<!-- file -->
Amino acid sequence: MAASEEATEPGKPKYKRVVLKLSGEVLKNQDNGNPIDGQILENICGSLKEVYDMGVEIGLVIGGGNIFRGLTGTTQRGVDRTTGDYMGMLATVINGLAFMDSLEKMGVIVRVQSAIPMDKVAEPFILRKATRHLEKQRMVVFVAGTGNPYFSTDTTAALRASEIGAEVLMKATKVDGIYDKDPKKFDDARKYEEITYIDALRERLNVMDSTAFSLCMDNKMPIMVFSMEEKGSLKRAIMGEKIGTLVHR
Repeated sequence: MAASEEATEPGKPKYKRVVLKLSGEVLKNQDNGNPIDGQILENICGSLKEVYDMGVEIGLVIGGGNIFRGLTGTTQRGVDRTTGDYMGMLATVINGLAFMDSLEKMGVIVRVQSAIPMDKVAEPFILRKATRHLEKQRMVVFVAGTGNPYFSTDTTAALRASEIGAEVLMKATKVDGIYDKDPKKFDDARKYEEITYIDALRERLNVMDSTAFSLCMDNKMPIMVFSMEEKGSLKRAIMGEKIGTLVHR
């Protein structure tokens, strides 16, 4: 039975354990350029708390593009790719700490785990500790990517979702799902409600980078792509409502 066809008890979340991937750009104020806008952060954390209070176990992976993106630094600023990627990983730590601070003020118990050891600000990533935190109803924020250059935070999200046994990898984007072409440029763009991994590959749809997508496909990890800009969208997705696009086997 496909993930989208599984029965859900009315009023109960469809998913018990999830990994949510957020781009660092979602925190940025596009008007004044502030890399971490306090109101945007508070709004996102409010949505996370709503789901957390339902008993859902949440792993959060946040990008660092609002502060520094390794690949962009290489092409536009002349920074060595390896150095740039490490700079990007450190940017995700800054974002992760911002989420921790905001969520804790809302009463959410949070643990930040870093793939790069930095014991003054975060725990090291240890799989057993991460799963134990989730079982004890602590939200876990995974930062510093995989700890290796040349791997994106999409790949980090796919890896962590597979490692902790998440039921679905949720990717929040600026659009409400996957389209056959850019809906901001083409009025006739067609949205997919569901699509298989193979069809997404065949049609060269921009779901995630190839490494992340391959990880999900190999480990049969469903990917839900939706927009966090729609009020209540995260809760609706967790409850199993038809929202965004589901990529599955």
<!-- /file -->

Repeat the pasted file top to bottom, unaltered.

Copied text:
Amino acid sequence: MAASEEATEPGKPKYKRVVLKLSGEVLKNQDNGNPIDGQILENICGSLKEVYDMGVEIGLVIGGGNIFRGLTGTTQRGVDRTTGDYMGMLATVINGLAFMDSLEKMGVIVRVQSAIPMDKVAEPFILRKATRHLEKQRMVVFVAGTGNPYFSTDTTAALRASEIGAEVLMKATKVDGIYDKDPKKFDDARKYEEITYIDALRERLNVMDSTAFSLCMDNKMPIMVFSMEEKGSLKRAIMGEKIGTLVHR
Repeated sequence: MAASEEATEPGKPKYKRVVLKLSGEVLKNQDNGNPIDGQILENICGSLKEVYDMGVEIGLVIGGGNIFRGLTGTTQRGVDRTTGDYMGMLATVINGLAFMDSLEKMGVIVRVQSAIPMDKVAEPFILRKATRHLEKQRMVVFVAGTGNPYFSTDTTAALRASEIGAEVLMKATKVDGIYDKDPKKFDDARKYEEITYIDALRERLNVMDSTAFSLCMDNKMPIMVFSMEEKGSLKRAIMGEKIGTLVHR
């Protein structure tokens, strides 16, 4: 039975354990350029708390593009790719700490785990500790990517979702799902409600980078792509409502 066809008890979340991937750009104020806008952060954390209070176990992976993106630094600023990627990983730590601070003020118990050891600000990533935190109803924020250059935070999200046994990898984007072409440029763009991994590959749809997508496909990890800009969208997705696009086997 496909993930989208599984029965859900009315009023109960469809998913018990999830990994949510957020781009660092979602925190940025596009008007004044502030890399971490306090109101945007508070709004996102409010949505996370709503789901957390339902008993859902949440792993959060946040990008660092609002502060520094390794690949962009290489092409536009002349920074060595390896150095740039490490700079990007450190940017995700800054974002992760911002989420921790905001969520804790809302009463959410949070643990930040870093793939790069930095014991003054975060725990090291240890799989057993991460799963134990989730079982004890602590939200876990995974930062510093995989700890290796040349791997994106999409790949980090796919890896962590597979490692902790998440039921679905949720990717929040600026659009409400996957389209056959850019809906901001083409009025006739067609949205997919569901699509298989193979069809997404065949049609060269921009779901995630190839490494992340391959990880999900190999480990049969469903990917839900939706927009966090729609009020209540995260809760609706967790409850199993038809929202965004589901990529599955």